(This article follows on from the previous article about cervical dystonia titled, Oh, oh, oh. It grabs me. Just like that! Cervical dystonia is a type of focal dystonia affecting muscles of the neck. Although there are different forms of cervical dystonia, it is all commonly referred to as spasmodic torticollis.)
Okay, with such a stiff neck and shoulders, something is definitely wrong. Initially, presenting to a medical practitioner with symptoms such as these, patients may find their doctor suggests nothing more than a ‘stiff neck’ or ‘wry neck'. Even arthritis may be suggested. Pain ranges from mild to severe, depending on each individual’s experience. Each person may be different with their symptoms of cervical dystonia which can vary considerably. Influences of anxiety and stress can increase the degree of spasms and pain. When neck muscles are overactive, a person’s posture may be greatly affected. In turn this affects other muscles not originally affected by dystonia, with stiffness and pain.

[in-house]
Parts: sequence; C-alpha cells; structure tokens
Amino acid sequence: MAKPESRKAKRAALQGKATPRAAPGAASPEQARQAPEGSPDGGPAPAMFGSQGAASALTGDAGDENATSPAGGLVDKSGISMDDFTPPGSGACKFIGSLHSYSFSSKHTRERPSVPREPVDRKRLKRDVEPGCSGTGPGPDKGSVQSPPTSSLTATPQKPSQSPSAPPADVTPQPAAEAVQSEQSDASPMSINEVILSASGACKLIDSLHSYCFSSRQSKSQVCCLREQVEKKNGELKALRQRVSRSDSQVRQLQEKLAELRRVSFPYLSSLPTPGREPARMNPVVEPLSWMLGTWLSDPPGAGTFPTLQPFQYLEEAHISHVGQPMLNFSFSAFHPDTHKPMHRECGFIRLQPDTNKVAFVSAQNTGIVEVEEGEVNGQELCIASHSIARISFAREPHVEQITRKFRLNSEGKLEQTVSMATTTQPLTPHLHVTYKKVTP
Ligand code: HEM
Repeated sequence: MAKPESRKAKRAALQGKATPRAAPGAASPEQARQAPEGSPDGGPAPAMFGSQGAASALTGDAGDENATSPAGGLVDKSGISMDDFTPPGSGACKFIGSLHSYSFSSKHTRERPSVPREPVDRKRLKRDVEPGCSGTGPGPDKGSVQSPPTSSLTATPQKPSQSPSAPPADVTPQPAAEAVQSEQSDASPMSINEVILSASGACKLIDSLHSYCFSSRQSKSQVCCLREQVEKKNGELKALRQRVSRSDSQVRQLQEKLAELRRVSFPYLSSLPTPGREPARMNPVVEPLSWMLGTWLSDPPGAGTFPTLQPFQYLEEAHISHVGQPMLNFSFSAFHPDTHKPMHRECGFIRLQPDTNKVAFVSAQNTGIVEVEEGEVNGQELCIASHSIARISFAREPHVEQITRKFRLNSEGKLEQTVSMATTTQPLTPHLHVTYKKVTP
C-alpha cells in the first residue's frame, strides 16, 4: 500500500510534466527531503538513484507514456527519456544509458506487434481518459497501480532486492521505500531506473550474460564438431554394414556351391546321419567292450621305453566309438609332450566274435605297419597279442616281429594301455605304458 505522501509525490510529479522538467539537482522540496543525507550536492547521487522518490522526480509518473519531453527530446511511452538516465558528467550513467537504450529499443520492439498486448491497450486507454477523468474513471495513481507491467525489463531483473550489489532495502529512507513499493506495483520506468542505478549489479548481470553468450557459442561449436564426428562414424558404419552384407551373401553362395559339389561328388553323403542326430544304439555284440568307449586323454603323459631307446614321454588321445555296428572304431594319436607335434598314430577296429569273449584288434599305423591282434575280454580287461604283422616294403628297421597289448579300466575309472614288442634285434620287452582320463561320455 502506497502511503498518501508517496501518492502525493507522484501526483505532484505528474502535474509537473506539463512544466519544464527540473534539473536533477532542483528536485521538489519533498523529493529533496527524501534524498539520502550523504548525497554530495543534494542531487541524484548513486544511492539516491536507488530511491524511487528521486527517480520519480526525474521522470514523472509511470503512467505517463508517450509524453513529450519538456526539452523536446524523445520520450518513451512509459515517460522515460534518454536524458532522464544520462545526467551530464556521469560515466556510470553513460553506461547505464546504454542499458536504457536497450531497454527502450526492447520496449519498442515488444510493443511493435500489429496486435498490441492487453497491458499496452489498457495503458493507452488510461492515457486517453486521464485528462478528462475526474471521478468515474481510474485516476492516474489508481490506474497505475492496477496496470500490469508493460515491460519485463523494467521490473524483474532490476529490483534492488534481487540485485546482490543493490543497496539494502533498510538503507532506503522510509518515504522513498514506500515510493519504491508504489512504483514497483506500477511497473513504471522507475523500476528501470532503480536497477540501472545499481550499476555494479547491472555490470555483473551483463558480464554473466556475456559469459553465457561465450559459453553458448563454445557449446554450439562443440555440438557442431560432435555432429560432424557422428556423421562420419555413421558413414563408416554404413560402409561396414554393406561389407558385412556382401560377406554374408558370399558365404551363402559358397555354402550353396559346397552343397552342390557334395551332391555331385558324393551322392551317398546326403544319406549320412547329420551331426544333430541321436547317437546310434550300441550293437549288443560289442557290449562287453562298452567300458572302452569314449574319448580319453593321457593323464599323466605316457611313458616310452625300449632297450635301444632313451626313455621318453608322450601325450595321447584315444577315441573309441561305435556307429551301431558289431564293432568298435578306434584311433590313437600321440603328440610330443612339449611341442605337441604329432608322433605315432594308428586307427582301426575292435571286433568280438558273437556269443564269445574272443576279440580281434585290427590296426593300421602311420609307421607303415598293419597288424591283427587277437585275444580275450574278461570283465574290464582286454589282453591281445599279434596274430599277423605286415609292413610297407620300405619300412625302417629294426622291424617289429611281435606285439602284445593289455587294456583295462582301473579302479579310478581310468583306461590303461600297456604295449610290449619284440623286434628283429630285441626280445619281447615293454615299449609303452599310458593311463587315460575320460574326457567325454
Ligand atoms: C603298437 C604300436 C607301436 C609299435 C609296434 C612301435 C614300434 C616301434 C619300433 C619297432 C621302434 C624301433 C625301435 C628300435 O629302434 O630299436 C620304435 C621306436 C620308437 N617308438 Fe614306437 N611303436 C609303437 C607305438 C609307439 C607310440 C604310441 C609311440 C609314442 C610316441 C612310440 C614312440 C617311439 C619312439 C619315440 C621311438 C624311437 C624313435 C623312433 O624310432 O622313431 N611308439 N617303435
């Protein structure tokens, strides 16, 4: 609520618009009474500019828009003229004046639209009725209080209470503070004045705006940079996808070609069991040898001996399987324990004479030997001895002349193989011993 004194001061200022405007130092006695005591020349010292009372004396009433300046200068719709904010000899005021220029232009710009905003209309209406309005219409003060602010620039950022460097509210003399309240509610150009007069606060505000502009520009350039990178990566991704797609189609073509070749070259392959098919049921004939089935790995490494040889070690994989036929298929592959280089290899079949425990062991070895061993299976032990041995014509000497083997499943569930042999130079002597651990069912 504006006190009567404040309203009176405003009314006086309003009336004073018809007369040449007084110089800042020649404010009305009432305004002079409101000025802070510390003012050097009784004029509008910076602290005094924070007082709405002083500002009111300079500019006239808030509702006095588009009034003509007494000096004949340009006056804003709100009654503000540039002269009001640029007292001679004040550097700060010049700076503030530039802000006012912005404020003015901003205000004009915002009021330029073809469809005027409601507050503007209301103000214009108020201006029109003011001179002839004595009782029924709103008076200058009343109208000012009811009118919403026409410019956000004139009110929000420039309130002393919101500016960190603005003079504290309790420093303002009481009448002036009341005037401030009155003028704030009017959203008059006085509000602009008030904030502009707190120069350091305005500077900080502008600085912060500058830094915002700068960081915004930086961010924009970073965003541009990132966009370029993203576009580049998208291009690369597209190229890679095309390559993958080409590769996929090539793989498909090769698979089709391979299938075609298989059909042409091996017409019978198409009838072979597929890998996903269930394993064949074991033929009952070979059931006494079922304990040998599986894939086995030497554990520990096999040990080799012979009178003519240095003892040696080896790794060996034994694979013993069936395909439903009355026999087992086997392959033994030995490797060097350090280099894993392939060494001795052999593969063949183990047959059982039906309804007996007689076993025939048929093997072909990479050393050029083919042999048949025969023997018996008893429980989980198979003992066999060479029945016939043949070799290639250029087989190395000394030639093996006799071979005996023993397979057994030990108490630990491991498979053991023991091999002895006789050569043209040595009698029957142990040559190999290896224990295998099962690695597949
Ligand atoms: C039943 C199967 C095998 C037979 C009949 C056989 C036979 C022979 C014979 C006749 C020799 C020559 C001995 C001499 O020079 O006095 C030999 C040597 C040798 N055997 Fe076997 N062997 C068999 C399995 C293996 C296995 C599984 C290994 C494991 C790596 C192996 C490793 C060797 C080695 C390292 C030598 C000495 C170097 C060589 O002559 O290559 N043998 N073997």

Some people may be affected by only a few symptoms and low level pain. Others may experience chronic pain and elevated levels of disability. It is not uncommon for suffers of cervical dystonia to experience less symptoms early in the day but increase to more severe symptoms as their day progresses. This can be very tiring.
People with cervical dystonia can become very distressed if they do not receive a clear diagnosis. Medical practitioners may be unable to confirm a diagnosis when a person’s signs and symptoms of cervical dystonia present intermittently. However, the next step is diagnosis. This will be the topic of the following article.
A really good Australian site for further information on cervical dystonia is http://www.asta.asn.au/ or search for a cervical dystonia or spasmodic torticollis site nearer to you. www.dystoniaaustralia.org.au is another good site.